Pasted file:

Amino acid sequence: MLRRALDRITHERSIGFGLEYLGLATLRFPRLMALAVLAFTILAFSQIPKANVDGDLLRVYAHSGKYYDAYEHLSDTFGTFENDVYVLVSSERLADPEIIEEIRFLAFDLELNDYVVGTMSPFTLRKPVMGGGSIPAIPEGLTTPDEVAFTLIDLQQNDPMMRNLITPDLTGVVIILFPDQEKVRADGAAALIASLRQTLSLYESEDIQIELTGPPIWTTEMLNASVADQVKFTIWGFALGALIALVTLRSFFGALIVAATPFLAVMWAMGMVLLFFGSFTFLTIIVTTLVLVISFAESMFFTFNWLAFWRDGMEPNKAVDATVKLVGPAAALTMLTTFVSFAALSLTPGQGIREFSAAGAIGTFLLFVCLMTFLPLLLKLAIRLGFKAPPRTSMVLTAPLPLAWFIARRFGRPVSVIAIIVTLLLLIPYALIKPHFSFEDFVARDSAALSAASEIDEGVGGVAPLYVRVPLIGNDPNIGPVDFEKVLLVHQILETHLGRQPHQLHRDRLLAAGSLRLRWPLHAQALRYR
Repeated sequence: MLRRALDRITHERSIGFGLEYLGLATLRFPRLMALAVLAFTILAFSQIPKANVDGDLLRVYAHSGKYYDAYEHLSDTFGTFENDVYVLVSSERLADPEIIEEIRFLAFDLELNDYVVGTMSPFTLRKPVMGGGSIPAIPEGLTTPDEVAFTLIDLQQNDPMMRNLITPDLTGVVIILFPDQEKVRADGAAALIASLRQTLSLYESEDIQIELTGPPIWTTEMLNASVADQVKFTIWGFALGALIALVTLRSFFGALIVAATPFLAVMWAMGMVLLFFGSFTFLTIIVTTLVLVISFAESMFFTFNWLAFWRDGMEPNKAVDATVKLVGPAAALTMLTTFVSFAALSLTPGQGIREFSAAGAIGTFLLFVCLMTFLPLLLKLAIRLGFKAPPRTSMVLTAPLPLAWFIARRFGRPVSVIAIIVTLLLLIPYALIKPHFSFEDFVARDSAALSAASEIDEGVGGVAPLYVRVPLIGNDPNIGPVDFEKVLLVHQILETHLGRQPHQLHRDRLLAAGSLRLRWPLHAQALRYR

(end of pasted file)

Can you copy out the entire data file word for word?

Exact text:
Amino acid sequence: MLRRALDRITHERSIGFGLEYLGLATLRFPRLMALAVLAFTILAFSQIPKANVDGDLLRVYAHSGKYYDAYEHLSDTFGTFENDVYVLVSSERLADPEIIEEIRFLAFDLELNDYVVGTMSPFTLRKPVMGGGSIPAIPEGLTTPDEVAFTLIDLQQNDPMMRNLITPDLTGVVIILFPDQEKVRADGAAALIASLRQTLSLYESEDIQIELTGPPIWTTEMLNASVADQVKFTIWGFALGALIALVTLRSFFGALIVAATPFLAVMWAMGMVLLFFGSFTFLTIIVTTLVLVISFAESMFFTFNWLAFWRDGMEPNKAVDATVKLVGPAAALTMLTTFVSFAALSLTPGQGIREFSAAGAIGTFLLFVCLMTFLPLLLKLAIRLGFKAPPRTSMVLTAPLPLAWFIARRFGRPVSVIAIIVTLLLLIPYALIKPHFSFEDFVARDSAALSAASEIDEGVGGVAPLYVRVPLIGNDPNIGPVDFEKVLLVHQILETHLGRQPHQLHRDRLLAAGSLRLRWPLHAQALRYR
Repeated sequence: MLRRALDRITHERSIGFGLEYLGLATLRFPRLMALAVLAFTILAFSQIPKANVDGDLLRVYAHSGKYYDAYEHLSDTFGTFENDVYVLVSSERLADPEIIEEIRFLAFDLELNDYVVGTMSPFTLRKPVMGGGSIPAIPEGLTTPDEVAFTLIDLQQNDPMMRNLITPDLTGVVIILFPDQEKVRADGAAALIASLRQTLSLYESEDIQIELTGPPIWTTEMLNASVADQVKFTIWGFALGALIALVTLRSFFGALIVAATPFLAVMWAMGMVLLFFGSFTFLTIIVTTLVLVISFAESMFFTFNWLAFWRDGMEPNKAVDATVKLVGPAAALTMLTTFVSFAALSLTPGQGIREFSAAGAIGTFLLFVCLMTFLPLLLKLAIRLGFKAPPRTSMVLTAPLPLAWFIARRFGRPVSVIAIIVTLLLLIPYALIKPHFSFEDFVARDSAALSAASEIDEGVGGVAPLYVRVPLIGNDPNIGPVDFEKVLLVHQILETHLGRQPHQLHRDRLLAAGSLRLRWPLHAQALRYR